Further south, the next nearest commercial camping is at Valle
, 24 miles from the national park beside the AZ 64 - US 180 junction, while to the east, the closest campground is at Cameron
along US 89 in the Navajo Reservation (32 miles from the east entrance station at Desert View) - a full hookup facility on a rather barren strip of land lacking any trees or benches, but quite reasonably priced. Nearby are a restaurant, trading post, hotel and several gas stations, plus a historic bridge over the Little Colorado River
Kaibab Camper Village
has a quiet location southwest of Jacob Lake
, 0.7 miles west of AZ 64 via paved forest road FR 461, and is open at the same times as the North Rim itself, from mid May to mid October. Facilities include fire rings, tables, showers, laundry, a general store and full hookups, for which the 2013 rate is $36 a night. Tent sites cost $17. The surroundings are part forest, part meadow, and the place is quite tranquil and scenic. This location is 30 miles north of the national park entrance station. The next nearest commercial campgrounds are in Fredonia and Kanab, along US 89 to the west.
3. National Forest Campgrounds
There is one national forest camp close to the main South Rim entrance, on the east side of AZ 64, 2.2 miles from Tusayan and 3.8 miles from the national park entrance - the Ten-X Campground
has 70 spacious sites, in thickly wooded land far enough away from the main road to be quiet and peaceful. Rates are $10 per night; drinking water is available but there are few other facilities. The campsite is open between May and September, and has a resident host.
The USFS operate two camps along the North Rim entrance road. Closest to the park (5.3 miles north of the entrance station) is the 38 site DeMotte Campground
, just inside the edge of the fir/spruce/aspen forest on the west side of the highway, near the meadowland of DeMotte Park. Drinking water is provided and the nightly fee is $17; there are no hookups and no advance reservations. Limited supplies may be purchased at Kaibab General Store along the main road, while meals are available at the nearby Kaibab Lodge. The other campground is at Jacob Lake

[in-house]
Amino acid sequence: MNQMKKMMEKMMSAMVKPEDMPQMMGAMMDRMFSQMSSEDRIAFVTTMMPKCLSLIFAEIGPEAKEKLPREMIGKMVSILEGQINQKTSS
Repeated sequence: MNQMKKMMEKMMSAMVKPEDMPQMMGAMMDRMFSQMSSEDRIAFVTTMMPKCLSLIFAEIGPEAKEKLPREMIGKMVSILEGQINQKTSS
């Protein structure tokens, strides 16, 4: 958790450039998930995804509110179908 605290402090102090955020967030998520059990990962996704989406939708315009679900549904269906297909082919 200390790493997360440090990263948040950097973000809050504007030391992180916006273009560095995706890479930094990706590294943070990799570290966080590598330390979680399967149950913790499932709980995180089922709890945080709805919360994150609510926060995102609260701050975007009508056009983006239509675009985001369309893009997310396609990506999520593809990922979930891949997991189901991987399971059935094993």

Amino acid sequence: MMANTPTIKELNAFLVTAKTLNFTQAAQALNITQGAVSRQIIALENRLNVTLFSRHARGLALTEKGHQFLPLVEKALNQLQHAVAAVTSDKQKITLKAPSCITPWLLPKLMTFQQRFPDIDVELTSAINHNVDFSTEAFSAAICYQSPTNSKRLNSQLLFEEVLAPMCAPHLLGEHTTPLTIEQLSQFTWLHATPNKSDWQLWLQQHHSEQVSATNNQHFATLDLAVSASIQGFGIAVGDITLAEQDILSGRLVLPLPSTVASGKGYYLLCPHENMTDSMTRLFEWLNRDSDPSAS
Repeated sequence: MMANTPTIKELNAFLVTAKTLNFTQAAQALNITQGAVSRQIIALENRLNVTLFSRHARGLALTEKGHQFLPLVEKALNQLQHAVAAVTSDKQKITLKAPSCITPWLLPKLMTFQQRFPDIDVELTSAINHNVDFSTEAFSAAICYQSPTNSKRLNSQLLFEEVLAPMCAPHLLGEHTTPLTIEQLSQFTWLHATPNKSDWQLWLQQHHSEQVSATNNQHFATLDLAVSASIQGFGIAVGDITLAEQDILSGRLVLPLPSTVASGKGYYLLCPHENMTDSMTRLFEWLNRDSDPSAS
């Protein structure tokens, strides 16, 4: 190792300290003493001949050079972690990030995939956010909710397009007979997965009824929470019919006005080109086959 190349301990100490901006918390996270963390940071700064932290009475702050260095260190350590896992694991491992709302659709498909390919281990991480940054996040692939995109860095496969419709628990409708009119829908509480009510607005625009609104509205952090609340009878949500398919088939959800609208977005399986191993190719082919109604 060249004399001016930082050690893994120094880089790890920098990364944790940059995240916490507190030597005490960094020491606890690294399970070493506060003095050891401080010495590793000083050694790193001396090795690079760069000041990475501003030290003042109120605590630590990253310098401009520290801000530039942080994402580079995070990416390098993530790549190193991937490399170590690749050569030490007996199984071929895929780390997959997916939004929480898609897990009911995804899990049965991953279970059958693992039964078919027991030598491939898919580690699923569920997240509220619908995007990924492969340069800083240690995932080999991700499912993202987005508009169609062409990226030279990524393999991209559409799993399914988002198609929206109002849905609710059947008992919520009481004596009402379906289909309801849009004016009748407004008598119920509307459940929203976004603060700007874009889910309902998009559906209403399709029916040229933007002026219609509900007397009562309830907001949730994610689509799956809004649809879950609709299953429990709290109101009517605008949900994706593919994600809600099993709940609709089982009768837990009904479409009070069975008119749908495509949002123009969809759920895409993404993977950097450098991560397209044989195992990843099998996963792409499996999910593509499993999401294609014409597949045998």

, just north of the AZ 67 - US 89 junction, and also has a woodland setting, with 50 sites and a rate of $17 per night. A gas station, store and restaurant are just a short walk away.
4. Free Camping
Free primitive camping near the South Rim is allowed on Kaibab National Forest land once a quarter of a mile from AZ 64, and there are plenty of tracks leading into the woods, including one (FR 302) right at the south edge of Tusayan, so visitors can camp close enough to walk into town for meals or shopping, yet still enjoy a quiet and undisturbed night in the forest. Other options are FR 328 (Rowe Well Road) just north of town, and a dozen or more tracks further south. There are also some good places near the less-used east entrance, such as along a disused road that parallels AZ 64 to the north - this track (a former alignment of the highway) can be accessed from several places but the main one is 6.6 miles east of the park entrance.
Free camping is possible in the Kaibab National Forest bordering the national park to the north - along the many unpaved tracks either side of AZ 67, one of the closest being FR 22, West Side Road, which forks west off the highway 4.7 miles from the entrance station, curves around a few bends whilst climbing a hillside then reaches a 4-way junction. There are several verges suitable for camping along this initial stretch, and other, better areas around the intersection.